The executive chef, Dan Magill, who trained under Daniel Boulud, makes good use of the farm’s raw materials. The white rectangular plates used for most appetizers and some entrees are canvases for his dazzling artistic displays. For instance, a quartet of “deviled eggs,” featuring four egg halves alternately filled with steak tartare and mousses of smoked trout, salmon and a luxuriously creamy foie gras, not only tasted sublime; it also looked as if it belonged in a glass display case.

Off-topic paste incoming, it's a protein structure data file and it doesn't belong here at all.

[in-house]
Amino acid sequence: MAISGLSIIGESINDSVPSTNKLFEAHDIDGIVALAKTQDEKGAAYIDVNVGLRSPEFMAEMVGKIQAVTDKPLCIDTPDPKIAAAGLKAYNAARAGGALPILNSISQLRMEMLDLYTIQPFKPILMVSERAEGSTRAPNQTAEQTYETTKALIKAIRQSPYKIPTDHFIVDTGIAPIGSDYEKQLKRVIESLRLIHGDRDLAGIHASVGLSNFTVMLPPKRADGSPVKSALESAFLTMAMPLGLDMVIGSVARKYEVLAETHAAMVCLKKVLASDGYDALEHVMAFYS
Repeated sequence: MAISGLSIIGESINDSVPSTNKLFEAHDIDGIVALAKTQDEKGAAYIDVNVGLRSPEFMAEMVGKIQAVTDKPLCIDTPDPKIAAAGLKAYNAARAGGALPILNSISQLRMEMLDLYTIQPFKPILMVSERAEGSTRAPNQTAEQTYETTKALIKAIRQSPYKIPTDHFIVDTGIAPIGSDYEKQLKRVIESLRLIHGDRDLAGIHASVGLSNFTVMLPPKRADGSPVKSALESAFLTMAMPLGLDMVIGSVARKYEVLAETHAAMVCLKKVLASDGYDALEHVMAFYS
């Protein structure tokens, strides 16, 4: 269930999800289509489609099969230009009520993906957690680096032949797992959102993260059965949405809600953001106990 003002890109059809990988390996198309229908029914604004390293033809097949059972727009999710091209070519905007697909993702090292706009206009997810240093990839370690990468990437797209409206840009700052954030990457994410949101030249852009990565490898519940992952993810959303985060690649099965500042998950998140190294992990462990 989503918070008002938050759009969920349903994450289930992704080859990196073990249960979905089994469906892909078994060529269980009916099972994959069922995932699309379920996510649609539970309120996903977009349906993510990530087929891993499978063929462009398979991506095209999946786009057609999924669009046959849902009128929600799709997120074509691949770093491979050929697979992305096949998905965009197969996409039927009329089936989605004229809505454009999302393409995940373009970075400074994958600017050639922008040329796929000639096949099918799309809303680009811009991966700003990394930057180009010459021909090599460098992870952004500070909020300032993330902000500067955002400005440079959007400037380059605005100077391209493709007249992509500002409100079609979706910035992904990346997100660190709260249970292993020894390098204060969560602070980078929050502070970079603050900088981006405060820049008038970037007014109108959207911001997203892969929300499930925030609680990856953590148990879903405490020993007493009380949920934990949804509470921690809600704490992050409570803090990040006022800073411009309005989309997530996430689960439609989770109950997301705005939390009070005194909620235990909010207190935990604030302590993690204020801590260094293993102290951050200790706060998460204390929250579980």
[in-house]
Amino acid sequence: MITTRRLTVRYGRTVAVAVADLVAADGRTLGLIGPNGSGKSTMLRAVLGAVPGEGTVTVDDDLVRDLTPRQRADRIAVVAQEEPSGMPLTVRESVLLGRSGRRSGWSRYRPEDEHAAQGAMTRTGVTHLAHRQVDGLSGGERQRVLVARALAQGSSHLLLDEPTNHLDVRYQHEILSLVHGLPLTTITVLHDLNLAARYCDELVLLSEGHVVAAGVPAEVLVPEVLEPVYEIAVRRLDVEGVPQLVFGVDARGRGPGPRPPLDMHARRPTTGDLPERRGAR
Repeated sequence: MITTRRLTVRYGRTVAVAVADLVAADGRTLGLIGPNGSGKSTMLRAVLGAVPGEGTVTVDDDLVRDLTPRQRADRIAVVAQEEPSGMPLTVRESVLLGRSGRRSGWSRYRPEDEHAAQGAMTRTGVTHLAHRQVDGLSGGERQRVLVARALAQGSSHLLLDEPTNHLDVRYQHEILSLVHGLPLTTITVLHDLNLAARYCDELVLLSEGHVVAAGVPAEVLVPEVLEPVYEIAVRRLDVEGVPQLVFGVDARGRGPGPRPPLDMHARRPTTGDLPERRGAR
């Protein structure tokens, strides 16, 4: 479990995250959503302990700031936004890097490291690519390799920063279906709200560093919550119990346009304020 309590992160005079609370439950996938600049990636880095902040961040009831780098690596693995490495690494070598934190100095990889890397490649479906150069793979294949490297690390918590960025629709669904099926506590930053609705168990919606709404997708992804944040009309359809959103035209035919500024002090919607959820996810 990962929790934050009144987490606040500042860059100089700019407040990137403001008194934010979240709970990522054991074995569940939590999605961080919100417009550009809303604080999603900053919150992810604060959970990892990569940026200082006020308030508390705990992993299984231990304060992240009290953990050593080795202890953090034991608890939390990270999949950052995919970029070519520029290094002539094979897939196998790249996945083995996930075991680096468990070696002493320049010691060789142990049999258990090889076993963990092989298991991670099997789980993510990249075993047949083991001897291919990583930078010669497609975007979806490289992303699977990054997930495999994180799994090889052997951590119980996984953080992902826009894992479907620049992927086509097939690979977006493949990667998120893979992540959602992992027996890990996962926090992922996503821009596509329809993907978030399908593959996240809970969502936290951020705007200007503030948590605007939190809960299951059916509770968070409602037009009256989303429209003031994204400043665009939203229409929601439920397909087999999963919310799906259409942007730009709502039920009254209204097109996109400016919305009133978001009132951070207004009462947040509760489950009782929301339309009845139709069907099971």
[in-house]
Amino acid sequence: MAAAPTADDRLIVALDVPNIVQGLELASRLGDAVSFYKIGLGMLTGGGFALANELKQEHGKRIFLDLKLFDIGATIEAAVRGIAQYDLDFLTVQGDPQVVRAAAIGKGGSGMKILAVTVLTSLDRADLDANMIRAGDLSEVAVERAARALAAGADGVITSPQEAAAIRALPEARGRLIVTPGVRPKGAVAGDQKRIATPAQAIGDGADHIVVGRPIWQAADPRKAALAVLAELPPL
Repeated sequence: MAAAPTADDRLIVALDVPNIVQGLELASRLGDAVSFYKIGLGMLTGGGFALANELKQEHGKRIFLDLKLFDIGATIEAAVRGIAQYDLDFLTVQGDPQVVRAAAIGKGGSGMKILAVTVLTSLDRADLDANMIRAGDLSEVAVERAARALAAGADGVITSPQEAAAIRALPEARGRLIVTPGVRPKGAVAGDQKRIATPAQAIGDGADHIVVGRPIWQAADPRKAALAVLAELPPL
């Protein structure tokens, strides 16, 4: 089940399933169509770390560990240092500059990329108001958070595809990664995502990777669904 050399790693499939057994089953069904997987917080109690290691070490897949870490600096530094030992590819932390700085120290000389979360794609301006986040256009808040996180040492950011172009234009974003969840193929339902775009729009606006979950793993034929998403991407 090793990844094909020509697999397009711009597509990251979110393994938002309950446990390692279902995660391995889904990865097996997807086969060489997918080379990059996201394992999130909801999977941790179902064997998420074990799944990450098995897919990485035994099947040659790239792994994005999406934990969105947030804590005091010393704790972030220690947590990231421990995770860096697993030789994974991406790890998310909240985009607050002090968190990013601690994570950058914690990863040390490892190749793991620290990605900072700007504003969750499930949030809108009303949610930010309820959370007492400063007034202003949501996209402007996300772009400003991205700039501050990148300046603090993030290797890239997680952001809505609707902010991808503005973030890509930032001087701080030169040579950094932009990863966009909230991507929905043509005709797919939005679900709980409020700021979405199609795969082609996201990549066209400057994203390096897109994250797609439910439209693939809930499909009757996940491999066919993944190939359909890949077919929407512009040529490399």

The Maine lobster salad and a tartare of yellowtail reflected a similar aesthetic. The lobster salad, made up of fresh nuggets of meat cradled in a cup of creamy-ripe avocado slices, was set off by segments of red grapefruit that radiated outward on the plate to form a star. The yellowtail appetizer was just as inspired: its timbale of diced fish, sandwiched between a base of chunky-smooth guacamole and a thin layer of wasabi-saturated tobiko (flying fish roe), lay at the center of a platter dotted with yuzu sauce and adorned with a flower created from gossamer slivers of radish and cucumber. Both dishes were visual triumphs that also happened to taste superb.